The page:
pressure steam and chilled water,
said Ben Woods, NMSU vice presi-
dent for facilities.
"Students walk above these tunnej]s
everyday. They are strictly for utility
purposes and can be very dangerous;'
Woods said.
If convicted, this would be the first
time an organized group has used the
tunnels to break into campus buildings,
King said.
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KIMITSU YOGACHI/Daily
The right lane of the northbound side of South State Street was recently converted from parking into a right turn lane.
University and municipal buses have been going straight - causing some closer-than-usual pedestrian encounters.

MSU police identify body found in basement

By Jeremy W. Steele
TheState News
EAST LANSING (U-WIRE) --The body of a
former Michigan State University student was dis-
vered at 2 p.m. Wednesday in the basement of
uth Wonders Residence Hall. A hall employee
found the body while investigating the source of a
strong odor
Police tentatively identified the body
Wednesday evening but are not releasing the name
until family has been notified, said MSU police
Capt. Tony Kleibecker.
"He is not a student now," Kleibecker said. "But
has been in the past."
The body of a male in his early 20s was found
in a kitchen area, once used as a snack bar,
e ibecker said. The kitchen, reportedly inaccessi-
ble to students, is adjacent to a study room, he said.

Police are labeling the death as suspicious, but
detectives have not found signs of foul play.
"The body has been there for some time,"
Kleibecker said soon after the body was discov-
ered. "And at this point it's difficult to determine
race and sex even."
An autopsy will be performed this morning to
determine the cause of death, Kleibecker said.
The area of the basement where the body was
discovered will be closed off until investigators are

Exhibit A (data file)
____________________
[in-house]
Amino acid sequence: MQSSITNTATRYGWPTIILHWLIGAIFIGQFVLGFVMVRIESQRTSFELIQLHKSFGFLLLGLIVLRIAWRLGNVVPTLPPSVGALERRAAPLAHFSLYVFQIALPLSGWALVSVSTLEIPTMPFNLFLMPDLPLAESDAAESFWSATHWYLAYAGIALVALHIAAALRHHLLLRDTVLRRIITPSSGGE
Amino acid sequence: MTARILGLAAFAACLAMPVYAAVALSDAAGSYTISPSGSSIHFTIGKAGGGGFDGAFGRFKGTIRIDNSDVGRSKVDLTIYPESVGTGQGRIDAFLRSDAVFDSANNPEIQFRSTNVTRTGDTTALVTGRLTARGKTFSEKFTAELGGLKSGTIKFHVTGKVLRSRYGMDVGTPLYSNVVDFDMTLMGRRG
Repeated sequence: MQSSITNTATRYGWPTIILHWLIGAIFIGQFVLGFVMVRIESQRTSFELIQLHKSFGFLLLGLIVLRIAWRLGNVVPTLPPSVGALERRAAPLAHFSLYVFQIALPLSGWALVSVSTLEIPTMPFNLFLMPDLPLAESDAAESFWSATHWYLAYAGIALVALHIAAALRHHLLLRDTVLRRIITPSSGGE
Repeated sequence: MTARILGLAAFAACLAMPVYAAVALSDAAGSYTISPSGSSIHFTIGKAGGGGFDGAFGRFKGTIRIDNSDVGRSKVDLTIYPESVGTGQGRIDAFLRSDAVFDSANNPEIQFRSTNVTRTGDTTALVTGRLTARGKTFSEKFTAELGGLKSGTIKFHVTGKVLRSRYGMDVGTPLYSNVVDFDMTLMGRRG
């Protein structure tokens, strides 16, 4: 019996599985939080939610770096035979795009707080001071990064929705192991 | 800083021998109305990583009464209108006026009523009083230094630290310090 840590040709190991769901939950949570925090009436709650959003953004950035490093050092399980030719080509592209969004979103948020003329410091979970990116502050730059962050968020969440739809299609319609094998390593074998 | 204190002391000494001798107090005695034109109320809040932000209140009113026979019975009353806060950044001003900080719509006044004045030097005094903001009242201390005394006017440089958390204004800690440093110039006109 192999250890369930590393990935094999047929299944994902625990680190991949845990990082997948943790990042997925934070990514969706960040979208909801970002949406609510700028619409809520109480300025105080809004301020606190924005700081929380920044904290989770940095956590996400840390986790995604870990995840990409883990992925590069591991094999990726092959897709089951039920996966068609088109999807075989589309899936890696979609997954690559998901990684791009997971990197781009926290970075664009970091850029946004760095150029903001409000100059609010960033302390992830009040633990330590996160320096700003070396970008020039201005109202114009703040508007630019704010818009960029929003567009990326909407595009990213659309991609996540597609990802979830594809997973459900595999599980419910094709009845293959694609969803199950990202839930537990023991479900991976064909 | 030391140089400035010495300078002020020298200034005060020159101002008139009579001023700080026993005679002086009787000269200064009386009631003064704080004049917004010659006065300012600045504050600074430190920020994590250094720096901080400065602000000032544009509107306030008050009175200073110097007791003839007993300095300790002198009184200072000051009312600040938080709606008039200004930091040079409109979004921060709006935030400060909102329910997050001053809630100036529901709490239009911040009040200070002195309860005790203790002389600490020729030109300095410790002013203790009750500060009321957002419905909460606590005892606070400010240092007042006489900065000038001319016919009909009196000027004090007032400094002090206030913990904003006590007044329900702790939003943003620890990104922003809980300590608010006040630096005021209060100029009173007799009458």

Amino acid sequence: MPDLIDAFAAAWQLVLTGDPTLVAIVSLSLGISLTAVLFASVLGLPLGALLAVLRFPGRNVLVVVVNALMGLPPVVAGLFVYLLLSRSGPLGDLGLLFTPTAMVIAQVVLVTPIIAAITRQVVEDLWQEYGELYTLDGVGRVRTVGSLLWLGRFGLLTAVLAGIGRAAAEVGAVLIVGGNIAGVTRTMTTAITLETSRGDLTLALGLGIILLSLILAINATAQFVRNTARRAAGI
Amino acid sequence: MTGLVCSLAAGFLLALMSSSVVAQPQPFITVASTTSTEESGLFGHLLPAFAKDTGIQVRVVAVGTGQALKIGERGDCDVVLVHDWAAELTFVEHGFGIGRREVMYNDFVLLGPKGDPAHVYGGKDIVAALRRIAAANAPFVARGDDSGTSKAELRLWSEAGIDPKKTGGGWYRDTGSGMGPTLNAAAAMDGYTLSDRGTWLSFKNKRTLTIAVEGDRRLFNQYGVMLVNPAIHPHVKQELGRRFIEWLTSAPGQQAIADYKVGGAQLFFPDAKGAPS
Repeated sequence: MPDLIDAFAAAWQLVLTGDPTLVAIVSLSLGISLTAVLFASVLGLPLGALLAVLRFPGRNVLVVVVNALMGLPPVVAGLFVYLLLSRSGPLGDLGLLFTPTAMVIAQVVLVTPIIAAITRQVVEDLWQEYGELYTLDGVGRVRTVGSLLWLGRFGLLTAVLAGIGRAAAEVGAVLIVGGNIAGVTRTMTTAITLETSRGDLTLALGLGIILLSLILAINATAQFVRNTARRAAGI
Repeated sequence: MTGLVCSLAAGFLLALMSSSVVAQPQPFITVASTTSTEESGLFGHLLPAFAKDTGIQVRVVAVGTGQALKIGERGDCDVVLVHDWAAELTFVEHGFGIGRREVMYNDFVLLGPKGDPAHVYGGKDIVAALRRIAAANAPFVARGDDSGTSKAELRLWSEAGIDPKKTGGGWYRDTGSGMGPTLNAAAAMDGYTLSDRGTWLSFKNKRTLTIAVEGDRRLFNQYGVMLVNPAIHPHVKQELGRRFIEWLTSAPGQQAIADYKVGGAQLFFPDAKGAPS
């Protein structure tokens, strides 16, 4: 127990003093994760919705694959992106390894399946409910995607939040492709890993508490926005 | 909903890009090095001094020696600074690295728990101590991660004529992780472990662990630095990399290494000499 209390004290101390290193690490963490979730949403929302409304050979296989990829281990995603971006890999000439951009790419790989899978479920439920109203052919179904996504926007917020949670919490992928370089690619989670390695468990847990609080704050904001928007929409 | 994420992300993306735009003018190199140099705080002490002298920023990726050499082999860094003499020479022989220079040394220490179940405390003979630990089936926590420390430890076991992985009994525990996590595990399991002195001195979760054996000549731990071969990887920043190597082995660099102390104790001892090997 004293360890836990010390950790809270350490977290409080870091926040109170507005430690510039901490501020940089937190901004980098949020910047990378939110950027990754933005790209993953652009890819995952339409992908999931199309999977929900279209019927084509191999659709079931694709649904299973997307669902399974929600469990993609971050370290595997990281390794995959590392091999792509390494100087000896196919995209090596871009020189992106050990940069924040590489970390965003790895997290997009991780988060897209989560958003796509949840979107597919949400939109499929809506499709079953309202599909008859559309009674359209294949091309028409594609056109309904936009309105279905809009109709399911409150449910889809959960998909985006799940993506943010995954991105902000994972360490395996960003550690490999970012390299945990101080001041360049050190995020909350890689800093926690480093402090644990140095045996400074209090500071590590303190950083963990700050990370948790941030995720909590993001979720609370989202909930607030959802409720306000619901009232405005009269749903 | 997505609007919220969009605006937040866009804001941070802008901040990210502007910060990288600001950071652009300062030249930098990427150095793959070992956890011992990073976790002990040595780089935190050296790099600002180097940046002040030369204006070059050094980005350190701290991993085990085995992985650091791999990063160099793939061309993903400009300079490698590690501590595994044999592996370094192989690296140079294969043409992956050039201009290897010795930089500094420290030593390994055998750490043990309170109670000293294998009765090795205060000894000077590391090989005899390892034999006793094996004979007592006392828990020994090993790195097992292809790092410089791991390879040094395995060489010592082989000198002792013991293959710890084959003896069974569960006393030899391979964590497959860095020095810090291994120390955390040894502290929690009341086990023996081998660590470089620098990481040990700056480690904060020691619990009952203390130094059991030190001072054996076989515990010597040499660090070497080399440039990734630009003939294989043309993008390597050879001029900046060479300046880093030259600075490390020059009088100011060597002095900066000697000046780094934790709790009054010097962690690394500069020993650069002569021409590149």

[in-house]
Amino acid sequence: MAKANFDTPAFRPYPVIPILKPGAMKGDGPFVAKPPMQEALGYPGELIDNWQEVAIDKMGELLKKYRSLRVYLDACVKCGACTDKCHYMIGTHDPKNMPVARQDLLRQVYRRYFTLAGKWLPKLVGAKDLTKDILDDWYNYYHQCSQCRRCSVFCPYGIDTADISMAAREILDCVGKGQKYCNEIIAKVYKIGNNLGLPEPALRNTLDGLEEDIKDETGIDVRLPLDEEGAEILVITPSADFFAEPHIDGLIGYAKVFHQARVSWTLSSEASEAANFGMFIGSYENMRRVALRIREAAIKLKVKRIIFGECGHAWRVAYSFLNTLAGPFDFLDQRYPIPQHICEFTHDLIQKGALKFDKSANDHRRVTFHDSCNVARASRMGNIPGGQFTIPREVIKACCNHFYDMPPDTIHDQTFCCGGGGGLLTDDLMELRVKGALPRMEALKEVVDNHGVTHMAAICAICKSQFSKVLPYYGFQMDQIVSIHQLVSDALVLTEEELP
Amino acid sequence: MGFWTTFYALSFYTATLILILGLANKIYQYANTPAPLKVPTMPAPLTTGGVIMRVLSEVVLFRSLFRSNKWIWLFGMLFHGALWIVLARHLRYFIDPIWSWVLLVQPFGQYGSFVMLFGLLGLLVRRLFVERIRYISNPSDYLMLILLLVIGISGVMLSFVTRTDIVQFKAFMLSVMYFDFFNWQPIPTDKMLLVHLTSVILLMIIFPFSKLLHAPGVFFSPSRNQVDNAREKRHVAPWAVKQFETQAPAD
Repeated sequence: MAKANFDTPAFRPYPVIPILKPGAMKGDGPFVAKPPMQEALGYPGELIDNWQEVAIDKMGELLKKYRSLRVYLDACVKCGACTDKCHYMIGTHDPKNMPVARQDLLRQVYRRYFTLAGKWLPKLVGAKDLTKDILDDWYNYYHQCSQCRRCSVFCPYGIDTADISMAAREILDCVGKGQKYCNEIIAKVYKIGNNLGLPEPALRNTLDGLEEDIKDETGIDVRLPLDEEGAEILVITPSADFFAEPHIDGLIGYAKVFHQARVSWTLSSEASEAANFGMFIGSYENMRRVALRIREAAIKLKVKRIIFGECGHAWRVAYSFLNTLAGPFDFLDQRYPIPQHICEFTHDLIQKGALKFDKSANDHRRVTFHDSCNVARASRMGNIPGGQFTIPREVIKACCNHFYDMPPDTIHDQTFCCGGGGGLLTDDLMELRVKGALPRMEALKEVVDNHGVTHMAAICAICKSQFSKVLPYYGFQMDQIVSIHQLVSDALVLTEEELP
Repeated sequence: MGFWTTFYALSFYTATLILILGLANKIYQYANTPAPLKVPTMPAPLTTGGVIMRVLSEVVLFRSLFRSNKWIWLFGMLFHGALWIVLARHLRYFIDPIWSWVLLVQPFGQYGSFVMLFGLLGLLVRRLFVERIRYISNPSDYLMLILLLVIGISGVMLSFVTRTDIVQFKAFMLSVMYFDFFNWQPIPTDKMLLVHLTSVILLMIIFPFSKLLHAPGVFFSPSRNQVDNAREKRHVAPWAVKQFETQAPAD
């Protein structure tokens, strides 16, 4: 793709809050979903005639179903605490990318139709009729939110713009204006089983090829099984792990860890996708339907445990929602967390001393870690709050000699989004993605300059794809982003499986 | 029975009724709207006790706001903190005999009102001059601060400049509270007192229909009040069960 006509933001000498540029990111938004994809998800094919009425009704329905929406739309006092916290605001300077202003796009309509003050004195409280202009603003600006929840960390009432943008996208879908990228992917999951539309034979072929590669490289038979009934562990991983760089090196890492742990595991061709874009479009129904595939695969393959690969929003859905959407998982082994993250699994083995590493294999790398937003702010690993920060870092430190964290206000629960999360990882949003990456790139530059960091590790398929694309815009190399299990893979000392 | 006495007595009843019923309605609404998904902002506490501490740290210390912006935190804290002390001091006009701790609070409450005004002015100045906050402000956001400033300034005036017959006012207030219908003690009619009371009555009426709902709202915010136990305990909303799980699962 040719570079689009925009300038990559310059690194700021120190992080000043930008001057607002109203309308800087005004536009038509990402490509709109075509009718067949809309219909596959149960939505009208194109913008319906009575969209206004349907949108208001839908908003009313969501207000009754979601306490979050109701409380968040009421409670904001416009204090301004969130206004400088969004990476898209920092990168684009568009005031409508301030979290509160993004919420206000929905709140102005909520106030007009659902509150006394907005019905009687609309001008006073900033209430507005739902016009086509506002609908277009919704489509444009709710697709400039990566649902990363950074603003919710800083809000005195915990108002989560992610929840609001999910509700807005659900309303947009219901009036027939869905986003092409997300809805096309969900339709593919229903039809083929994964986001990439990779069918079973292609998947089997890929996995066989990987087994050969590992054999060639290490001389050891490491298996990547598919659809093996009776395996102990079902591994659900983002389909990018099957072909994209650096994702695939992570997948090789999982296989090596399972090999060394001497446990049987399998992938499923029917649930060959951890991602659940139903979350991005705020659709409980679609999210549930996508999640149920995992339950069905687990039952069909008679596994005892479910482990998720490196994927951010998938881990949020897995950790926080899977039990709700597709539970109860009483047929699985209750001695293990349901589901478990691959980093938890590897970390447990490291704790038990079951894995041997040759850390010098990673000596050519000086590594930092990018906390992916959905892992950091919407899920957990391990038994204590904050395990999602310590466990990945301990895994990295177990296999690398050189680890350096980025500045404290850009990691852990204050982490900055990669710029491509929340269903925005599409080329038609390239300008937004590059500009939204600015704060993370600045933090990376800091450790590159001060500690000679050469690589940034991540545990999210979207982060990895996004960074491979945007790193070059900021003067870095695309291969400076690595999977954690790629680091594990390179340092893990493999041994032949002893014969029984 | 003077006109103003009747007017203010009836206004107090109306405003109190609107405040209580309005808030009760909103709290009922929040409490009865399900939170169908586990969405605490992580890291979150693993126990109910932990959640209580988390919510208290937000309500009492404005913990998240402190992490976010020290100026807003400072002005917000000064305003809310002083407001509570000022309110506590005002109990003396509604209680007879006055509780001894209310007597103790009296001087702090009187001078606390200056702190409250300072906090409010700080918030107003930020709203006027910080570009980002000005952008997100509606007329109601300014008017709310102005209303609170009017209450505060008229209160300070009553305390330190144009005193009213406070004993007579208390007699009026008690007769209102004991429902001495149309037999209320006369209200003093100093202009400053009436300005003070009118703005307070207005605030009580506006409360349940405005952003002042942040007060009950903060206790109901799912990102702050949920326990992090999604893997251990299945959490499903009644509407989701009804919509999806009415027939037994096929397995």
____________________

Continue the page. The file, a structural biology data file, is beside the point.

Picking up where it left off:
finished, he said. The South Wonders basement
also houses storage rooms, laundry facilities and a
fitness room.
About 600 students live in each of Wonders' two
wings.
Residents had complained of a strange odor in
the south lobby and near a stairwell leading to the
basement and cafeteria for several days.

MSU senior Emily Schwab, who worked as a
Wonders security guard during the summer, said
the kitchen where the body was found is normally
kept locked.
"I was in that little kitchen area many times"
Schwab said, adding she hasn't been in the room
since mid-August.
The kitchen does not have any outside windows,
and there is only a small opening between the
kitchen and adjacent study room, she said.
"It's like a little drive-up window" she said.
"You couldn't get through it."
MSU first-year student Julia Woerle said she
noticed a bad odor Wednesday while at her class in
Wonders.
"I never would have thought it was a body," she
said. "It was just a really bad smell."
Woerle said she hadn't noticed the odor Tuesday

when she had class in Wonders, but said some of
her friends had.
"No one knew what it was," she said.
Several classes held in Wonders were canceled
or moved to other rooms Wednesday afternoon.
MSU President M. Peter McPherson said
Wednesday evening he did not know how the body
got into Wonders, but students should not feel in
danger because of this death.
"I don't think ... what we have here is anything
to suspect there is any danger involved,"
McPherson said.
MSU first-year student Becky Smialek, who
lives on the third floor of South Wonders, said she
noticed a strange odor for the last several days.
"It's really, really freaky," Smialek said. "I was
down there (in the basement) writing a paper at 1l
last night."